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Autobiography, suffering and professions of faith
Sarah Ward Clavier

, their episcopalian counterparts are frequently neglected.3 This is partly because self-­examination and self-criticism in diaries or notebooks were inherent to most strains of puritanism, emerging from within experimental Calvinism within the Elizabethan period, whereas it was apparently not so crucial to mainstream or conservative episcopalians.4 A search for the life-writing of Restoration bishops, therefore, is necessarily more difficult. None the less, such texts do exist. Several of those who were to be appointed to the episcopate petitioned Charles II in 1660

in Church polity and politics in the British Atlantic world, c. 1635–66
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Laurence Lux-Sterritt

the nuns’ own writings reveal, in beautiful and nuanced detail. Notes 1 Katrien Daemen-de Gelder (ed.), Life Writing II, vol. 4, in Caroline Bowden (ed.), English Convents in Exile, 1600–1800 (London: Pickering and Chatto, 2013), pp. xiv-xv. 2 I would like to thank Sister Benedict, at St Mary’s Abbey, Colwich, for her insights on this subject. 3 James Kelly (ed.), Convent Management, vol. 5, in Caroline Bowden (ed.), English Convents in Exile, 1600–1800 (London: Pickering and Chatto, 2013), pp. 411–21. 4 James Kelly, ‘Essex girls abroad: family patronage

in English Benedictine nuns in exile in the seventeenth century
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Laurence Lux-Sterritt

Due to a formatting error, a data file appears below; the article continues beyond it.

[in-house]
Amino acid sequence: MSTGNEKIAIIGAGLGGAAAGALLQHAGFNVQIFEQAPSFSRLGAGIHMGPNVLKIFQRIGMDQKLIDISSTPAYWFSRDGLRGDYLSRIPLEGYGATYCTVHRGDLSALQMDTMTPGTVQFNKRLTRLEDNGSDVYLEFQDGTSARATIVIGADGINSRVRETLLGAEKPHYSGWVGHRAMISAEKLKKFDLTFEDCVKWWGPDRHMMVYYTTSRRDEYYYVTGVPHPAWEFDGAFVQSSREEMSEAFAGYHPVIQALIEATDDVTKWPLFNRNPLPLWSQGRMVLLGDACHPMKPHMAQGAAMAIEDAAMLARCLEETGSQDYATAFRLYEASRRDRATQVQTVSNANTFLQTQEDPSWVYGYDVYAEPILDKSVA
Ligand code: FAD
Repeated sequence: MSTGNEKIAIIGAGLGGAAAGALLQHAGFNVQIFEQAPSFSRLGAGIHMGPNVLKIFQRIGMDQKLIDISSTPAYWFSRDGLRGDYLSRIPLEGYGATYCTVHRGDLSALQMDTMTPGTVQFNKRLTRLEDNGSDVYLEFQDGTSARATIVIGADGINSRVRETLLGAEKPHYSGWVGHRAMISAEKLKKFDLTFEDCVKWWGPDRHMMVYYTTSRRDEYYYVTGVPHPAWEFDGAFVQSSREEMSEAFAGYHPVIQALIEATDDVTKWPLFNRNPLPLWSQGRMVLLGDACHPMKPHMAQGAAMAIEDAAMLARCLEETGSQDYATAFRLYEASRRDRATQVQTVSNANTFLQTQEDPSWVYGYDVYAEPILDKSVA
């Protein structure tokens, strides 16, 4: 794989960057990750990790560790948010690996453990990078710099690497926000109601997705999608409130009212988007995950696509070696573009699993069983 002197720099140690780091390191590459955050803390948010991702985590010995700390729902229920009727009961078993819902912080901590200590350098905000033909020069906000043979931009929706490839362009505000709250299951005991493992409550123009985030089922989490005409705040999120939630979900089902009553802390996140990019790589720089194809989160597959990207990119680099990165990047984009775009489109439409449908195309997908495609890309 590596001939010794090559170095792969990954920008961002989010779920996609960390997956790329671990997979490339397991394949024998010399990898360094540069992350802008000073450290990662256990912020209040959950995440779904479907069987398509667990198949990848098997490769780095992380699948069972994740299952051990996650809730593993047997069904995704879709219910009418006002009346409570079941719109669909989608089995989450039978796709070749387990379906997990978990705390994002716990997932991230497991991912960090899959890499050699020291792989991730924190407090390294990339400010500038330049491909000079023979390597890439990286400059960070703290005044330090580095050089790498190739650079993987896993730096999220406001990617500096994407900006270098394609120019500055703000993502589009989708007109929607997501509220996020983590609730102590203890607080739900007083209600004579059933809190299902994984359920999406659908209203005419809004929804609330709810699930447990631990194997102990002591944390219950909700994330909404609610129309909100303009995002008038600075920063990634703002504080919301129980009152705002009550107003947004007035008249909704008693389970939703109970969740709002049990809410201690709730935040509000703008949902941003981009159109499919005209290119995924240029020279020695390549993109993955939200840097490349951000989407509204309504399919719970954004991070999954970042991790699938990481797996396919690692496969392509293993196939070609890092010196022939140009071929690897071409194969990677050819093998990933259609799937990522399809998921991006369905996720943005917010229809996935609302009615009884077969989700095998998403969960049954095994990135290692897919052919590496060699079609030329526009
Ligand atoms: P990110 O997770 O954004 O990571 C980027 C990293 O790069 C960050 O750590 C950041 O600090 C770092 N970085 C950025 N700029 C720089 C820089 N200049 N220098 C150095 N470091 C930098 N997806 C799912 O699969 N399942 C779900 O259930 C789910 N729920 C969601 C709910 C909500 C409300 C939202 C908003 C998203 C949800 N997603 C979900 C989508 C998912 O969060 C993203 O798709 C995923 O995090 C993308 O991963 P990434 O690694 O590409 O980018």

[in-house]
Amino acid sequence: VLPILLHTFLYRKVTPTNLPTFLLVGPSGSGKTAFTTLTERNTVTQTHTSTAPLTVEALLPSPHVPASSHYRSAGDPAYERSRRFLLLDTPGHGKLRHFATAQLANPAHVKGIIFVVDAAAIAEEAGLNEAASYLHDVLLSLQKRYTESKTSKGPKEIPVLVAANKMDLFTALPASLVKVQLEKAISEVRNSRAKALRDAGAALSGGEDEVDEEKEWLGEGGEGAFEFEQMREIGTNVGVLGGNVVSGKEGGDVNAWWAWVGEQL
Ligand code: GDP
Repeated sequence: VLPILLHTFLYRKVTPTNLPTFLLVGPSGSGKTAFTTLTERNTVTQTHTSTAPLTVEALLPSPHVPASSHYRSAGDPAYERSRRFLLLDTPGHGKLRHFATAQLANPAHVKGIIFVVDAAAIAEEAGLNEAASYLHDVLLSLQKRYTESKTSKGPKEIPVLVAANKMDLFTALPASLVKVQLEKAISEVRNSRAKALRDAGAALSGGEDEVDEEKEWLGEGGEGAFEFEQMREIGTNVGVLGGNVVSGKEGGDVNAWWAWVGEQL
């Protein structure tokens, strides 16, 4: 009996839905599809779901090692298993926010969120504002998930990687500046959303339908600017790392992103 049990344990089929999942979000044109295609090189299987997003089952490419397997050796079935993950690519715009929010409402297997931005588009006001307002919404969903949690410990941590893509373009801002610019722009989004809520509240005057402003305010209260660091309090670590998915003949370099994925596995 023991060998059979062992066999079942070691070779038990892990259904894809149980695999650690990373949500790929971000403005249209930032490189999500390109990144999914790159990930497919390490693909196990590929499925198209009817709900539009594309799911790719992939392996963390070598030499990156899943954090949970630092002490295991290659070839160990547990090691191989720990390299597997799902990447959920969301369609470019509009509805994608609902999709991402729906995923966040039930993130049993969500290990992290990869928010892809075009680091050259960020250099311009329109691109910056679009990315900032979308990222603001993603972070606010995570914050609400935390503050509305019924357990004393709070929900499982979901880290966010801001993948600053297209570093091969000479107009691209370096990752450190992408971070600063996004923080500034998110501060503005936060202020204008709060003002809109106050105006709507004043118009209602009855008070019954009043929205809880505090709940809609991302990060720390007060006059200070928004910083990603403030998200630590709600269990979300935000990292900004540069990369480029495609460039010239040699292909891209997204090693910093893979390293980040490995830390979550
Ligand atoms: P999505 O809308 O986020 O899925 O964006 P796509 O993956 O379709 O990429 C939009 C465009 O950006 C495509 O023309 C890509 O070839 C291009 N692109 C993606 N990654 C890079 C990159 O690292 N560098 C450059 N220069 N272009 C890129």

histories of their own communities and, as they did so, they became record keepers, historians and hagiographers, in charge of the perpetuation of their communities’ memories. They also wrote about their lives before and after they entered the convent, and such life writing played an important part in the proselytising endeavours of writers who aimed to edify through the dissemination of inspiring Catholic lives. Others expressed their views about issues relating to the governance of communities; they revealed fascinating glimpses into the ways early modern nuns envisaged

in English Benedictine nuns in exile in the seventeenth century
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Freethinking feminists and the renunciation of religion
Laura Schwartz

masculine mode of life-writing was increased further by their use of an inverted form of spiritual biography. Freethinking accounts of spiritual turmoil and inner torment subverted the Christian conversion narrative, leading to the conclusion that religion was false; that rather than struggling against one’s doubts one should follow them through; and that unbelief rather than union with God should be the outcome of this critical

in Infidel feminism
Laurence Lux-Sterritt

Countrey’, in Caroline Bowden (ed.), English Convents in Exile, 1600–1800 (London: Pickering & Chatto, 2012), vol. 3, Life Writing, edited by Nicky Hallett, pp. 367–72. 52 Elliott, ‘The physiology of rapture p. 142: Elliott offers an etymological analysis of the terms ‘rapture’ (to seize, to ravish), and ‘ecstasy’ (outside one’s senses). 53 CRS Misc. XI, Ghent, p. 39. 54 Ibid., pp. 59–60. 55 Weld-Blundell (ed.), Contemplative Prayer, p. 388. 56 Tobie Matthew, The Relation of the Holy and Happy Life and Death of the Ladye Lucie Knatchbull, printed in Nicky